Ice bucket challenge? Gaza takes on rubble bucket

The Ice Bucket Challenge that has taken world of celebrities and commoners by storm.

But the residents of Gaza have started their own version of bucket challenge.

Launched as a frivolous way to raise awareness and funds for The ALS Association, everyone from Bill Gates to David Beckham has completed the Ice Bucket Challenge - and nominated famous friends to take a drenching too.

Now residents of Gaza have launched their own version of the internet craze in order to raise awareness of the desperate conditions facing many living in the conflict-stricken territory.

But rather than tip buckets of water - a precious resource in the Gaza Strip - participants are filmed tipping rubble out of a bucket over their heads.

Ayman al Aloul, the Palestinian journalist who posted the first Rubble Bucket Challenge said: 'I have to do something and to send a message all over the world about Gaza.'

The challenge has taken off on Facebook and social network Twitter, where users have shown their support by posting videos along with the tags #RemainsBucketChallenge #rubblebucketchallenge and #dustbucketchallenge.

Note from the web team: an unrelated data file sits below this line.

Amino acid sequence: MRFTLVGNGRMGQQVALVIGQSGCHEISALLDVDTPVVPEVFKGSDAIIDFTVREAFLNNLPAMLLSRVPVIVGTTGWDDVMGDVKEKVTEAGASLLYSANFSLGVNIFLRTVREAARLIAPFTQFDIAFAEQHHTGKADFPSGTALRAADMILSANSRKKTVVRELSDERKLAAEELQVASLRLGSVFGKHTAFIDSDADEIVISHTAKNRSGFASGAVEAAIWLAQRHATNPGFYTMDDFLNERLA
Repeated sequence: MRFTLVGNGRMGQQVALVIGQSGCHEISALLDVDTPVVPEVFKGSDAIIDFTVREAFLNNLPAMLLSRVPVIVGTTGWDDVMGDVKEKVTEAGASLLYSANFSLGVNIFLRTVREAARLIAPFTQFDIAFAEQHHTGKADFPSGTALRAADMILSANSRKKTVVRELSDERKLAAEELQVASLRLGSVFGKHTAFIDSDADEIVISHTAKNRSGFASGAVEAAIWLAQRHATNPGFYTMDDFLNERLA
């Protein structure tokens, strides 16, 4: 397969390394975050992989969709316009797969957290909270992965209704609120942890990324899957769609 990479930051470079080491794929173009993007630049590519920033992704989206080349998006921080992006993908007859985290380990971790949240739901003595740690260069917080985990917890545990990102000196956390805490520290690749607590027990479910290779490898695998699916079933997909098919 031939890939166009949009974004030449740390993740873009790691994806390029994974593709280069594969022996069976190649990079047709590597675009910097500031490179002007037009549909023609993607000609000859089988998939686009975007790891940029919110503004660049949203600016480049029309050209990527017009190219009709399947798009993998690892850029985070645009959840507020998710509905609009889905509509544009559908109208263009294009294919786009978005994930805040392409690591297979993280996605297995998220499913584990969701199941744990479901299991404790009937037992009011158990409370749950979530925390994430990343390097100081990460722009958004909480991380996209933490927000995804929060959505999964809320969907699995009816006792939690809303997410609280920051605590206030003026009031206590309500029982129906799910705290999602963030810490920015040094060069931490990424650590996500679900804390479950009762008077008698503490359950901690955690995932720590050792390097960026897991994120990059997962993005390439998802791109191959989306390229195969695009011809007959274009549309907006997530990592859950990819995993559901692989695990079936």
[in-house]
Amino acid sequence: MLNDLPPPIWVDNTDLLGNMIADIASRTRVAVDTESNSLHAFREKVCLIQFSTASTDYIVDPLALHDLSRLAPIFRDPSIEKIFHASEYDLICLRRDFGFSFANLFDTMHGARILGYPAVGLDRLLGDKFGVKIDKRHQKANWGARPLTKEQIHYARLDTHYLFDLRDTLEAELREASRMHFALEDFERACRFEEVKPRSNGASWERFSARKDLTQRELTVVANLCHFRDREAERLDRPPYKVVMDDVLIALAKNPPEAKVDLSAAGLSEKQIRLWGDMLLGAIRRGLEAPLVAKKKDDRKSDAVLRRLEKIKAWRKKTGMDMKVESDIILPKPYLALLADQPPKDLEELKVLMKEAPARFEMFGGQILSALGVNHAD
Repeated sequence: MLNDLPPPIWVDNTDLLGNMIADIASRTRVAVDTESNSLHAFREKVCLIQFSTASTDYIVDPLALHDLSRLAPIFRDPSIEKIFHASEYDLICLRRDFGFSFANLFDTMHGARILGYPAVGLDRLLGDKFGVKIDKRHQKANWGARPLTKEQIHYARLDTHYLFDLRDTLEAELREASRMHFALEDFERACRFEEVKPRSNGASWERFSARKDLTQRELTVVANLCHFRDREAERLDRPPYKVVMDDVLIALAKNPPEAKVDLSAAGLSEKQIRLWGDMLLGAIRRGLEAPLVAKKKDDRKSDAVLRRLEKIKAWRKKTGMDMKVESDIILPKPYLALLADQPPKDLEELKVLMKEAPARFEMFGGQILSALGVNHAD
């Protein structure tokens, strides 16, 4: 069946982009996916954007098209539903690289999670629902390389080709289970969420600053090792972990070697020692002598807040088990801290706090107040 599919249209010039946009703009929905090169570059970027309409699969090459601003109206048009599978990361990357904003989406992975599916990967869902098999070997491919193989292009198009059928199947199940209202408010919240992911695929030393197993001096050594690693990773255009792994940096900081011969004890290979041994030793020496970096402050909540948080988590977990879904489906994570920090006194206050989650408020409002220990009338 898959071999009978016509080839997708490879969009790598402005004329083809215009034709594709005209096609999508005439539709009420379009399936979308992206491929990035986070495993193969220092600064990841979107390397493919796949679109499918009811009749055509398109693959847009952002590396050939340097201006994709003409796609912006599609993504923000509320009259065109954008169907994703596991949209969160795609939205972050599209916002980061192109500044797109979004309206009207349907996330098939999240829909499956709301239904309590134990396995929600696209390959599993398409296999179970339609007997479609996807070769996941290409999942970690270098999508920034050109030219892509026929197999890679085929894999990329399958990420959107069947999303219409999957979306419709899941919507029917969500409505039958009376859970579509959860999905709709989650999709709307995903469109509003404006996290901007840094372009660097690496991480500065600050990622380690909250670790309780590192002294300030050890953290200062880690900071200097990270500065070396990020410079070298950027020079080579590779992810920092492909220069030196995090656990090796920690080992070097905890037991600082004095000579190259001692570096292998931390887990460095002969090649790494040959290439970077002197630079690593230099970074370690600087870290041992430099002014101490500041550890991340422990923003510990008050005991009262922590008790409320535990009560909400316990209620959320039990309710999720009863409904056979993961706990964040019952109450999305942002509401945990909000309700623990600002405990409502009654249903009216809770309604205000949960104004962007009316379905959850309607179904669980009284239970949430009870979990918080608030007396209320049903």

In the video, filmed on a Gaza street destroyed by bombs, Aloul said that he liked the idea of the Ice Bucket Challenge, but that he couldn't justify using water.

He said: 'The use of water is more important than to empty over our heads. And even if the water is available it is difficult to freeze it."

He explained that he instead decided to use rubble taken from the remains of buildings.

The inaugural Rubble Bucket Challenge video uploaded to the group's Facebook page on Saturday. By Monday morning, nearly 2,000 people had liked the page.

The Ice Bucket Challenge - which asks every person taking part to make a donation to a charitable cause - has raised nearly £40million for the ALS Association, which works to fight the neurological disorder also known as Lou Gehrig's Disease.

Macmillian Cancer Support has adopted the fundraising idea in the UK.

But Aloul's aims are more modest. He said that, rather than 'material aid', he wanted people to offer their 'solidarity and support' for the people of Gaza.

He said that, while he could see the benefit in having high-profile people take part in his challenge, he wanted it to be seen as something for all people to take part in.

He said: 'It is not for specific people but for all people who sympathize with the Palestinian people.

He added: 'We do not have water but this is what we have. Perhaps I will not find water to wash up with when I get home.'

Palestinian health officials say 2,119 people, most of them civilians including more than 400 children, have been killed in Gaza since July 8, when Israel launched an offensive with the declared aim of ending rocket fire into its territory by Hamas.

Sixty-four Israeli soldiers and four civilians in Israel have been killed.

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